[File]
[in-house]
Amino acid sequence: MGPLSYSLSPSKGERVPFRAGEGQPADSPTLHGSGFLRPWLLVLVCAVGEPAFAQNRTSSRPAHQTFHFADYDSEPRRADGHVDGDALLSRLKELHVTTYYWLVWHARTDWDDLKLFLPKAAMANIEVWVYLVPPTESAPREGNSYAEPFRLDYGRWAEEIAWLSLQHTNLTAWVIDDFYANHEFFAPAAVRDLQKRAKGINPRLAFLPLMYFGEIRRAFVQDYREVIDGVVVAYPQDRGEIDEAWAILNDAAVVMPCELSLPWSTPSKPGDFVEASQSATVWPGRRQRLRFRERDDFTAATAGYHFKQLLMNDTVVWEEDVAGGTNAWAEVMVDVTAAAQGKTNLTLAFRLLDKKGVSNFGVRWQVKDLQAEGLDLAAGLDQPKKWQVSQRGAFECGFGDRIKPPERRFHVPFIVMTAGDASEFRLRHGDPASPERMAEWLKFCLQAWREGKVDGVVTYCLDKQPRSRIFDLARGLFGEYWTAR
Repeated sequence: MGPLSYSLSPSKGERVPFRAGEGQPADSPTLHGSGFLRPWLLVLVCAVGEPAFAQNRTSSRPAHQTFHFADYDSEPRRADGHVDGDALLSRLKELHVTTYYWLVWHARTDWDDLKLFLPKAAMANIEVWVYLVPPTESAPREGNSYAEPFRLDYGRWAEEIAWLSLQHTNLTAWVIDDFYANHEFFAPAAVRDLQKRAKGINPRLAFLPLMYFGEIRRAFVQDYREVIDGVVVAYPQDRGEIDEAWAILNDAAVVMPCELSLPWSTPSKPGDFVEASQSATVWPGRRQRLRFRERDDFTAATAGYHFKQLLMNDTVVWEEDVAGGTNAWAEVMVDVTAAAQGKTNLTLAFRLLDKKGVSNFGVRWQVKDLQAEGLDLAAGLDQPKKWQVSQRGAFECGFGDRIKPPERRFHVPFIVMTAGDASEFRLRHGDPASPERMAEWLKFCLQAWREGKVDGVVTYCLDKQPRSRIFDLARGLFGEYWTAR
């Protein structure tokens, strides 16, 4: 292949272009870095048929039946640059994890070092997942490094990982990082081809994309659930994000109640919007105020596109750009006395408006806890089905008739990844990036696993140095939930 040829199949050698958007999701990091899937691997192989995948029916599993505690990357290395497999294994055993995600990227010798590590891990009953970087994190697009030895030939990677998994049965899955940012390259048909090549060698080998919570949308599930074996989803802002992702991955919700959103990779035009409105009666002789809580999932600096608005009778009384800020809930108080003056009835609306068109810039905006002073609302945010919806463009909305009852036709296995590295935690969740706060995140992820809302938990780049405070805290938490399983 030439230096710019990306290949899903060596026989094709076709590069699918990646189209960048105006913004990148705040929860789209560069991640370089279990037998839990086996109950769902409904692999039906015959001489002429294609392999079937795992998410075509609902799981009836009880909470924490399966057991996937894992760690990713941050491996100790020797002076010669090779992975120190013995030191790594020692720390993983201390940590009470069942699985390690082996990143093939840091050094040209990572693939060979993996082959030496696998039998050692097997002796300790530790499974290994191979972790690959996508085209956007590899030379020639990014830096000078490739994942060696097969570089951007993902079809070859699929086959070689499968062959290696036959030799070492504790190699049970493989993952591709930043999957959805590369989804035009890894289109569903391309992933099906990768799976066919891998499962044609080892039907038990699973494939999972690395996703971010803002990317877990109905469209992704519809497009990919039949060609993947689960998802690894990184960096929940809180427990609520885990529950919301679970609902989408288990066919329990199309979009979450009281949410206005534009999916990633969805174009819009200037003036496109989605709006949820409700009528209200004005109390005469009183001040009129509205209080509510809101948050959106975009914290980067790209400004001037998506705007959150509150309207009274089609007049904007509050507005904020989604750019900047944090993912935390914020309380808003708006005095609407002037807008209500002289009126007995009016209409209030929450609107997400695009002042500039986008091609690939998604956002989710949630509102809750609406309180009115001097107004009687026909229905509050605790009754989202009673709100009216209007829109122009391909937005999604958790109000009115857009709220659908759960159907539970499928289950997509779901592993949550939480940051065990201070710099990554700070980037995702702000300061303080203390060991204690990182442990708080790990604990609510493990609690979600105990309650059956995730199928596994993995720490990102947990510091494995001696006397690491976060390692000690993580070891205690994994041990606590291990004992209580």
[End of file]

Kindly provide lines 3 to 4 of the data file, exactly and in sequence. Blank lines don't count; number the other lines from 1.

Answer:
Repeated sequence: MGPLSYSLSPSKGERVPFRAGEGQPADSPTLHGSGFLRPWLLVLVCAVGEPAFAQNRTSSRPAHQTFHFADYDSEPRRADGHVDGDALLSRLKELHVTTYYWLVWHARTDWDDLKLFLPKAAMANIEVWVYLVPPTESAPREGNSYAEPFRLDYGRWAEEIAWLSLQHTNLTAWVIDDFYANHEFFAPAAVRDLQKRAKGINPRLAFLPLMYFGEIRRAFVQDYREVIDGVVVAYPQDRGEIDEAWAILNDAAVVMPCELSLPWSTPSKPGDFVEASQSATVWPGRRQRLRFRERDDFTAATAGYHFKQLLMNDTVVWEEDVAGGTNAWAEVMVDVTAAAQGKTNLTLAFRLLDKKGVSNFGVRWQVKDLQAEGLDLAAGLDQPKKWQVSQRGAFECGFGDRIKPPERRFHVPFIVMTAGDASEFRLRHGDPASPERMAEWLKFCLQAWREGKVDGVVTYCLDKQPRSRIFDLARGLFGEYWTAR
């Protein structure tokens, strides 16, 4: 292949272009870095048929039946640059994890070092997942490094990982990082081809994309659930994000109640919007105020596109750009006395408006806890089905008739990844990036696993140095939930 040829199949050698958007999701990091899937691997192989995948029916599993505690990357290395497999294994055993995600990227010798590590891990009953970087994190697009030895030939990677998994049965899955940012390259048909090549060698080998919570949308599930074996989803802002992702991955919700959103990779035009409105009666002789809580999932600096608005009778009384800020809930108080003056009835609306068109810039905006002073609302945010919806463009909305009852036709296995590295935690969740706060995140992820809302938990780049405070805290938490399983 030439230096710019990306290949899903060596026989094709076709590069699918990646189209960048105006913004990148705040929860789209560069991640370089279990037998839990086996109950769902409904692999039906015959001489002429294609392999079937795992998410075509609902799981009836009880909470924490399966057991996937894992760690990713941050491996100790020797002076010669090779992975120190013995030191790594020692720390993983201390940590009470069942699985390690082996990143093939840091050094040209990572693939060979993996082959030496696998039998050692097997002796300790530790499974290994191979972790690959996508085209956007590899030379020639990014830096000078490739994942060696097969570089951007993902079809070859699929086959070689499968062959290696036959030799070492504790190699049970493989993952591709930043999957959805590369989804035009890894289109569903391309992933099906990768799976066919891998499962044609080892039907038990699973494939999972690395996703971010803002990317877990109905469209992704519809497009990919039949060609993947689960998802690894990184960096929940809180427990609520885990529950919301679970609902989408288990066919329990199309979009979450009281949410206005534009999916990633969805174009819009200037003036496109989605709006949820409700009528209200004005109390005469009183001040009129509205209080509510809101948050959106975009914290980067790209400004001037998506705007959150509150309207009274089609007049904007509050507005904020989604750019900047944090993912935390914020309380808003708006005095609407002037807008209500002289009126007995009016209409209030929450609107997400695009002042500039986008091609690939998604956002989710949630509102809750609406309180009115001097107004009687026909229905509050605790009754989202009673709100009216209007829109122009391909937005999604958790109000009115857009709220659908759960159907539970499928289950997509779901592993949550939480940051065990201070710099990554700070980037995702702000300061303080203390060991204690990182442990708080790990604990609510493990609690979600105990309650059956995730199928596994993995720490990102947990510091494995001696006397690491976060390692000690993580070891205690994994041990606590291990004992209580």